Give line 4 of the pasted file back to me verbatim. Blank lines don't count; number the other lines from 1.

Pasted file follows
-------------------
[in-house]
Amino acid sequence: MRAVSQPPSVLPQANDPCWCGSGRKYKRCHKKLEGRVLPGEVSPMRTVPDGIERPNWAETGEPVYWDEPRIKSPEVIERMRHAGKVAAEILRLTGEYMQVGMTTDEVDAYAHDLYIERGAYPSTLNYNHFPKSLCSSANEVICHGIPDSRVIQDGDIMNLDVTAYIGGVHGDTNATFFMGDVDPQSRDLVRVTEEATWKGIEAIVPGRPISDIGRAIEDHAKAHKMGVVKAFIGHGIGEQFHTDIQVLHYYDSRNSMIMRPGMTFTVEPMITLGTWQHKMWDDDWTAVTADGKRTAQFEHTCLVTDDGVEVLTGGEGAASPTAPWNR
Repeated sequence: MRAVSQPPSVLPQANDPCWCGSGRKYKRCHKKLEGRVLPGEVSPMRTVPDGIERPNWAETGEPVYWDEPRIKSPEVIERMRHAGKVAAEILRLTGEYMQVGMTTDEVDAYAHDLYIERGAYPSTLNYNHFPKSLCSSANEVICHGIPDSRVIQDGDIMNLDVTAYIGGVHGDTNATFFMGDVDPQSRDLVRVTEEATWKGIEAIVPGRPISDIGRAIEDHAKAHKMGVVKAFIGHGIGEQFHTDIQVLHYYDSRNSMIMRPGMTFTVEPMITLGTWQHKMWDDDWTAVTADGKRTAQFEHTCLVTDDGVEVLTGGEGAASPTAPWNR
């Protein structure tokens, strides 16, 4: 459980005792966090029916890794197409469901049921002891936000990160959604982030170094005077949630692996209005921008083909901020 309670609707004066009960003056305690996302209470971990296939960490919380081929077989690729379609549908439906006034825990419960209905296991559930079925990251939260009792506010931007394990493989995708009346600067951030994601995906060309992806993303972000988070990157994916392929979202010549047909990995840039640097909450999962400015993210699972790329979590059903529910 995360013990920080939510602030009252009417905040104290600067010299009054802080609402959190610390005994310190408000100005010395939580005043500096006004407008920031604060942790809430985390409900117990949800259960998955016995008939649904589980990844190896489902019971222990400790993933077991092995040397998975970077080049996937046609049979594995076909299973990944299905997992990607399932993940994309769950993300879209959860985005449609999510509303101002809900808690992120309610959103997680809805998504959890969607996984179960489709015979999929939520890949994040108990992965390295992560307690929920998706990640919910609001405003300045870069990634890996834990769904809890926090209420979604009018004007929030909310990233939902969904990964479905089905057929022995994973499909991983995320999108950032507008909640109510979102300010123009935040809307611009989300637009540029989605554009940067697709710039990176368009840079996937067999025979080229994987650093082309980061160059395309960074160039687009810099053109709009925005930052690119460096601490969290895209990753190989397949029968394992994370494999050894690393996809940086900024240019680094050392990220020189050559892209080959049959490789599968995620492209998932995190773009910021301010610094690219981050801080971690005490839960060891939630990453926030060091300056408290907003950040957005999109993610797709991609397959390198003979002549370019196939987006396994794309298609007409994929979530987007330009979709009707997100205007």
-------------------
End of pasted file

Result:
């Protein structure tokens, strides 16, 4: 459980005792966090029916890794197409469901049921002891936000990160959604982030170094005077949630692996209005921008083909901020 309670609707004066009960003056305690996302209470971990296939960490919380081929077989690729379609549908439906006034825990419960209905296991559930079925990251939260009792506010931007394990493989995708009346600067951030994601995906060309992806993303972000988070990157994916392929979202010549047909990995840039640097909450999962400015993210699972790329979590059903529910 995360013990920080939510602030009252009417905040104290600067010299009054802080609402959190610390005994310190408000100005010395939580005043500096006004407008920031604060942790809430985390409900117990949800259960998955016995008939649904589980990844190896489902019971222990400790993933077991092995040397998975970077080049996937046609049979594995076909299973990944299905997992990607399932993940994309769950993300879209959860985005449609999510509303101002809900808690992120309610959103997680809805998504959890969607996984179960489709015979999929939520890949994040108990992965390295992560307690929920998706990640919910609001405003300045870069990634890996834990769904809890926090209420979604009018004007929030909310990233939902969904990964479905089905057929022995994973499909991983995320999108950032507008909640109510979102300010123009935040809307611009989300637009540029989605554009940067697709710039990176368009840079996937067999025979080229994987650093082309980061160059395309960074160039687009810099053109709009925005930052690119460096601490969290895209990753190989397949029968394992994370494999050894690393996809940086900024240019680094050392990220020189050559892209080959049959490789599968995620492209998932995190773009910021301010610094690219981050801080971690005490839960060891939630990453926030060091300056408290907003950040957005999109993610797709991609397959390198003979002549370019196939987006396994794309298609007409994929979530987007330009979709009707997100205007």